Sen. Menendez Pushed Hillary Clinton To Grant Visa For Daughter Of Ecuadoran Bank Fugitive

Chuck Ross Investigative Reporter
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New Jersey Sen. Robert Menendez lobbied the Obama administration — through Hillary Clinton’s State Department — to obtain a visa for an Ecuadoran woman whose father is wanted for bank fraud in his home country and whose wealthy family donated heavily to Democrats, including Menendez.

The appearance of influence-peddling, uncovered by both The New York Times and NBC 4 New York in articles published Tuesday, could be the makings of yet another scandal for Menendez and could pose a political problem for Clinton, who is believed to be eyeing a 2016 run at the White House.

Menendez went to bat for Estafania Isaias, who was banned from entering the U.S. in 2007 after she engaged in what State Department officials considered a form of “alien smuggling” by attempting to sneak her maids into the U.S.

The woman’s father, Roberto Isaias, who lives in Miami, was convicted in absentia in Ecuador for allegedly embezzling millions of dollars from Filanbanco, where he was an executive.

Despite the suspension of her visa, Isaias was able to obtain short-term waivers which allowed her to visit her wealthy family in Florida. But in 2011, U.S. consular officials in Ecuador ceased granting the passes, citing growing concerns surrounding the family.

After this, the Isaias family sought help from Menendez and also donated $11,000 to his 2012 campaign. They also gave more than $125,000 to the Obama Victory Fund and the Democratic National Committee.

Soon after, Menendez and his staff began peppering Clinton and her former chief of staff, Cheryl Mills, with phone calls, letters, and emails “in support of” Isaias, NBC 4 New York reports.

According to The Times, Menendez’s office sent a total of seven letters to the State Department on behalf of the Isaias family.

Menendez claimed that Isaias hoped to work in the U.S. He also told Clinton he was “personally aware of Ms. Isaias’ circumstances” and that he believed she would “comply with all legal requirements,” according to NBC 4 New York.

Clinton’s State Department caved in 2012 and recommended Isaias’ waiver approval to the Department of Homeland Security.

On May 12, 2012, one day after Isaias’ mother made a $40,000 donation to Democrats, an email was sent from Menendez’s office celebrating the news of Isaias’ visa win.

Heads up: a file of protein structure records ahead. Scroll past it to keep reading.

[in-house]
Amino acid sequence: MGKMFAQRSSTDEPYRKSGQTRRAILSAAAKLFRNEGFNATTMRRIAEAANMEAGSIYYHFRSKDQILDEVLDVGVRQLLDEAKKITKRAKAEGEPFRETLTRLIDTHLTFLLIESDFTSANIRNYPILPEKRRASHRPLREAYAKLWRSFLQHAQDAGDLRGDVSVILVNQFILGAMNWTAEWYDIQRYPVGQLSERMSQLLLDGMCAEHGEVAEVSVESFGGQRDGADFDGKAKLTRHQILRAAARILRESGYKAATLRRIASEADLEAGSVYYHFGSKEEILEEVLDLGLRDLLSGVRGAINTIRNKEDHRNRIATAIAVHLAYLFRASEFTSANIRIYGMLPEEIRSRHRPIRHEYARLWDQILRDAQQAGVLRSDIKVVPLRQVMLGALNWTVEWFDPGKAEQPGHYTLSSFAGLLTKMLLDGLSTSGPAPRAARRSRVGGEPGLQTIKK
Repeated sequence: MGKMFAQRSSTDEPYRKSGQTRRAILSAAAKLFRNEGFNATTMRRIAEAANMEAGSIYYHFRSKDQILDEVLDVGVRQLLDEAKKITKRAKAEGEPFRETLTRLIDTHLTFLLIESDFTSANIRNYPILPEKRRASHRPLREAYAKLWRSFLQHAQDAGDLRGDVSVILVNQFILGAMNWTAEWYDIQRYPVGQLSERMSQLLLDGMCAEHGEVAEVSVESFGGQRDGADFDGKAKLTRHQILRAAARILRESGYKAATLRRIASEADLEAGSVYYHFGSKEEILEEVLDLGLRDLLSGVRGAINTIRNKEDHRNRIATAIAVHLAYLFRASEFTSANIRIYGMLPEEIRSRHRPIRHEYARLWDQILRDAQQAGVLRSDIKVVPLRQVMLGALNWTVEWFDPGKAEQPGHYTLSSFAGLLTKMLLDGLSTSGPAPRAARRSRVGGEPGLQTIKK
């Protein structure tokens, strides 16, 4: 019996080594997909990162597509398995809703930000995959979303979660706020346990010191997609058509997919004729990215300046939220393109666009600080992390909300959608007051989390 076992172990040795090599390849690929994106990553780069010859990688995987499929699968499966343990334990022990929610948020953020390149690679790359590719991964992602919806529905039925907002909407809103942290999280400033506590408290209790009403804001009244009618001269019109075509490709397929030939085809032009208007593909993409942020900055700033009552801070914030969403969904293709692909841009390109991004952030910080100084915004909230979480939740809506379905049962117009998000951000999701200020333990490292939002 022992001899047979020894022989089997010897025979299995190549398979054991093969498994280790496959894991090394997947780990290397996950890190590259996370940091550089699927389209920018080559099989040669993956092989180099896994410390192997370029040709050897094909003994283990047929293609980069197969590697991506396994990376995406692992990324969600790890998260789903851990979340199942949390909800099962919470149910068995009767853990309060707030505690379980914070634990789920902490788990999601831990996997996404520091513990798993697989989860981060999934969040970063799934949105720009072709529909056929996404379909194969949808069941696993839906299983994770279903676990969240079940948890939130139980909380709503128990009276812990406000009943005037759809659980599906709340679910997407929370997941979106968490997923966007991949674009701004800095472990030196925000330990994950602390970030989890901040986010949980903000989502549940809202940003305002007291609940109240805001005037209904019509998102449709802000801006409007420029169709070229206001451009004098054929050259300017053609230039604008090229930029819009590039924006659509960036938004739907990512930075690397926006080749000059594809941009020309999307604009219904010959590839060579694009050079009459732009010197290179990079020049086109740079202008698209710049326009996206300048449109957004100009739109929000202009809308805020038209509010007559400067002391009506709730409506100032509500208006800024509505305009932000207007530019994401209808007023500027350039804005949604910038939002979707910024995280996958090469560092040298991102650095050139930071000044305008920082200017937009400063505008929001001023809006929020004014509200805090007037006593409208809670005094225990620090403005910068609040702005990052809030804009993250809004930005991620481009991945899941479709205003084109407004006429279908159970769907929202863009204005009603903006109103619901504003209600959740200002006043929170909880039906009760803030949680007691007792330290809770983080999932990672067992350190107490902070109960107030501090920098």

Isaias’ mother donated a total of $105,000 in the first half of that year, according to The Times.

The paper also reported that Isaias’ visa was sponsored by Alfredo Balsera, a big-time Obama fundraiser who operates the consulting firm Balsera Communications.

Balsera is also backing Clinton for a likely 2016 presidential bid.

Fresh off of the win for Estafania Isaias, Menendez sent another letter to the head of U.S. Immigration and Customs Services on behalf of her sister, Maria, who had been banned from entering the U.s. after she attempted to pull off a similar smuggling scheme involving maids.

The sisters’ mother sent yet another large donation — $20,000 — to the Obama Victory Fund.

This prompted immigration officials to contact the investigatory arm of the Department of Homeland Security, which in turn contacted the FBI.

It was reported earlier this year that Menendez was under FBI investigation for his relationship with the Isaias family. In January, it was revealed the the FBI was looking into whether Menendez broke the law during his attempts to help Roberto Isaias and his brother, William Isaias, stay in the U.S.

Menendez has also been investigated for his relationship with another one of his donors, Florida eye doctor Saloman Melgen. Melgen’s offices have been raided multiple times in connection with a multi-million-dollar Medicare billing investigation.

After his relationship with Melgen was revealed, Menendez re-paid $58,000 for trips he made on Melgen’s private jet to a resort in the Dominican Republic.

A number of immigration attorneys and U.S. officials found Menendez’s involvement in the Isaias visa request puzzling.

Linda Jewell, a former U.S. Ambassador to Ecuador, told NBC 4 New York that the Isaias visa grant “would be quite unusual, especially for an applicant who is not a constituent of the member of Congress.”

According to The Times, Florida U.S. Sen. Bill Nelson declined Menendez’s request to write a letter on behalf of Isaias.

Nelson’s spokesman, Dan McLaughlin, said that their office “discovered from the State Department that there were some red flags associated with the individual in question, and we took no further action.”

Other commentators were blunt about what they believe are Menendez’s motives.

“It is either what a lucky coincidence for the campaign contributor or it can be concluded that that’s impropriety,” Jan Brown, the chairman of the New York State Bar Immigration Committee, told NBC 4 New York.

“In my old profession as a prosecutor, timelines mean a lot,” Ken Boehm, chairman of the government watchdog group National Legal and Policy Center, told The New York Times. “When a donation happens and then something else happens, like the favor, as long as they are very, very close, that really paints a story.”

Menendez’s office denied any wrongdoing, with communications director Tricia Enright telling NBC 4 New York that the accusations were an attempt at “peddling garbage to smear the senator.”

“In this case, our office believed Ms. Isaias was wrongly denied approval of a waiver allowing her to work in the US on her H1-B visa, a waiver she had received six times before any engagement by our office,” Enright said.

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